Emilia Romagna, located South of Milan and just within reach of Venice, has become one of Italy’s biggest gastronomy and industrial epicenters.
Discover – Great Food and Supercars
Considered one of the wealthiest regions in the country, this northern province has produced many of the cultural and industrial products that many have come to associate with 21st century Italy. Home to Ferrari and Lamborghini, Emilia Romagna is just as content producing iconic automotive art as it is defining the culinary world with Prosciutto Crudo and Parmigiano Reggiano.
The region’s capital, Bologna, an ancient and beautiful medieval town surrounded by porticoes, is home to the University of Bologna, the oldest continuously attended academic institution in Europe. Noted for the interplay between its financial and academic persona, Bologna has come to define the importance that Italians have placed in preserving gastronomy and education. The city also boasts numerous renaissance style Palazzi and Medieval churches.
While car aficionados will know the region primarily from its automotive exploits, Emilia Romagna is also considered one of the food meccas of Italy. The city of Parma, considered one of Italy’s wealthiest, is home to the Parma Ham and the Parmigiano Reggiano cheese, staples of modern Italian cuisine. Replete with Renaissance art and incredible food, visiting Parma is must for the food crazed.
The town of Modena or more famously the home of Ferrari, although that honor truthfully goes to Maranello, is also the location of the Osteria Francescana, a 3 Michelin Star restaurant that is widely regarded as one of the best in the world, and a great showcase of Northern Italian food. A visit to the town and the accompanying restaurant is guaranteed to please. The world renown Aceto Balsamico Tradizionale di Modena or Traditional Balsamic Vinegar of Modena (TBVM), a balsamic vinegar regulated by the European Protected Designation of Origin (PDO) system that is aged for 12 years to gain its particular features, is another culinary staple of this region, and is produced in Modena.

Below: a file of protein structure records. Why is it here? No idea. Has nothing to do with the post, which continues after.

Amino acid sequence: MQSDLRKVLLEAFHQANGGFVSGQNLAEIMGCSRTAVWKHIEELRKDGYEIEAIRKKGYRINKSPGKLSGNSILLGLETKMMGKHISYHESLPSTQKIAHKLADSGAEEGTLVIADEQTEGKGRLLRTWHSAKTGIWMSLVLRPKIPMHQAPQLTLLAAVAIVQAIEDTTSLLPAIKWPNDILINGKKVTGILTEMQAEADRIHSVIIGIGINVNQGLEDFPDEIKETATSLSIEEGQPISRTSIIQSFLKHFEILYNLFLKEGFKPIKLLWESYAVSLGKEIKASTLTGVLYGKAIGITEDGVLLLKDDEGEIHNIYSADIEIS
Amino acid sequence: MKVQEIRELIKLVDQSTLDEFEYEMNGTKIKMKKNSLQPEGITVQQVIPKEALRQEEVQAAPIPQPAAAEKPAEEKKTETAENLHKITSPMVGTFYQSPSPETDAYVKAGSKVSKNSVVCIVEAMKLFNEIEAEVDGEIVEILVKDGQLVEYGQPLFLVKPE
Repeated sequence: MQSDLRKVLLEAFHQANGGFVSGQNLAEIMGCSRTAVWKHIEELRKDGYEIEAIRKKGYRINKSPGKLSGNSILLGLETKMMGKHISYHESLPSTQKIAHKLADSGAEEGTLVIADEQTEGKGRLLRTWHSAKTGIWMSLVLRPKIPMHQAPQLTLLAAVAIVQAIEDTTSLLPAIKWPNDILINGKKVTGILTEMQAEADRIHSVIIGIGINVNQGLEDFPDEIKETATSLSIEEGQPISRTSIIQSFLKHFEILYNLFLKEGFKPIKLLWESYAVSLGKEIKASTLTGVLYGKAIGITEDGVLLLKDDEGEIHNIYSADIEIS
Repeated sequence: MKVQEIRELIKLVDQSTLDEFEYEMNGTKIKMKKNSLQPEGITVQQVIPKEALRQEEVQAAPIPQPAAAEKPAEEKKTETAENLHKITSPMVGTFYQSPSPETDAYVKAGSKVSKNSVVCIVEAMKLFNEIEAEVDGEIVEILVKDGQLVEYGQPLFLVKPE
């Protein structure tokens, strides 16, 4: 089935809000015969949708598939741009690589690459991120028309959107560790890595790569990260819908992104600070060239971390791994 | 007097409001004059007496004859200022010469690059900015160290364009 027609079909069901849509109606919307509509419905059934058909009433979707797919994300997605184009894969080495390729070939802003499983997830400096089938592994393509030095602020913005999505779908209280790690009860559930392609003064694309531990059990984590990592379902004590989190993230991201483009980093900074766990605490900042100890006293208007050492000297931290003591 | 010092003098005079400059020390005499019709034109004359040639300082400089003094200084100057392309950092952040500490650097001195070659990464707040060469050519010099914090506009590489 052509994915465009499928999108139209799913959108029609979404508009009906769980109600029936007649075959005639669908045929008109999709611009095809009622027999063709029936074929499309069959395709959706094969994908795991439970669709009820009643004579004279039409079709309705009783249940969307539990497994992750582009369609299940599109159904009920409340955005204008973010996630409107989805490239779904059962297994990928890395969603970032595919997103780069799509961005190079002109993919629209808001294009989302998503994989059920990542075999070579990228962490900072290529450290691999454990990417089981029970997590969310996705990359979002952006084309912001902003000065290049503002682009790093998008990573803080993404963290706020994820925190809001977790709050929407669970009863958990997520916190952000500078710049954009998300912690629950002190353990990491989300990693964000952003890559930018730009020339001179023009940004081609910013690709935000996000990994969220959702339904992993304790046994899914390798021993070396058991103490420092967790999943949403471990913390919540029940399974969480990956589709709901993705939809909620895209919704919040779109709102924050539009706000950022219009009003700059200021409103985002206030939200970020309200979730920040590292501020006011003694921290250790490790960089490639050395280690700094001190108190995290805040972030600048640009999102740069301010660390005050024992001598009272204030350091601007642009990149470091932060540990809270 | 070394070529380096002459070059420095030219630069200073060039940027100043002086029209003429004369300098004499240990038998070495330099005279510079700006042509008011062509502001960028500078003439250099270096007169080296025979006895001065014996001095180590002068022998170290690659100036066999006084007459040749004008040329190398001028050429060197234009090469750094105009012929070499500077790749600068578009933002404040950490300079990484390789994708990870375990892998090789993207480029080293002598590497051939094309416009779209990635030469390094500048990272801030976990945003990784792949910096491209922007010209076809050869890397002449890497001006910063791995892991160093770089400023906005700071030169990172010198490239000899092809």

In Emilia Romagna we can also find one of the most famous italian cooking school, based on the recipes of the father of Italian tipical cuisine, Pellegrino Artusi: Casa Artusi
Visit – Northern Vines
Lambrusco DOC, a sparkling wine made from red grapes of the same name, originates from the provinces of Modena, Parma, Reggio nell’Emilia, and Mantua. All six varieties: Lambrusco Grasparossa, Lambrusco Maestri, Lambrusco Marani, Lambrusco Montericco, Lambrusco Salamino, and Lambrusco Sorbara, are cultivated strictly in Emilia Romagna, making this popular wine a staple of the region.
Regarded as one of the older wine regions in Italy, the fertile Po Valley is home to a prolific wine industry that has helped compliment Emilia Romagna’s extensive gastronomy. With an almost even distribution between red and white wines, the region’s two DOCG appellations have helped to define itself among Northern Italian wine producers : the Albana di Romagna appellation, the first DOCG white wine in the region, and further south, stretching across the Po Valley and culminating in the coastal hills around Rimini, the Romagna Sangiovese grape is cultivated to produce what is arguably the region’s most famous wine.
Taste – Italian Classics
Aside from the more popular culinary fares of Parmigiano Reggiano, balsamic vinegar or Procuitto di Parma, Emilia Romagna is home to some of Italy’s most iconic dishes. The biggest culprit being Lasagna Bolognese. Widely regarded as one of the oldest pasta dishes in Italy, the rich meal can trace its roots to Bologna, where the surrounding area’s heavy reliance on agriculture and dairy provided the foundation for the dish. Although it currently holds many modern iterations, it’s traditionally served with a ragù sauce with ground pork and carrots.
Zuppa Inglese, a staple of any Italian dinner, shares an illustrious history with that of its English counterpart. Originally created at the request of Italian nobles seeking an alternative to English Triffle, the custard and sponge cake desert has now become a staple throughout Italy and a lesser known gelato flavor. The dish supposedly got its start in the town of Ferrara.
Flagship food appellation
Flagship wine appellations
Wine-related activities in the region
- Wine and food pairing
- Discovery ride
- Vineyard visit
- Wine tasting event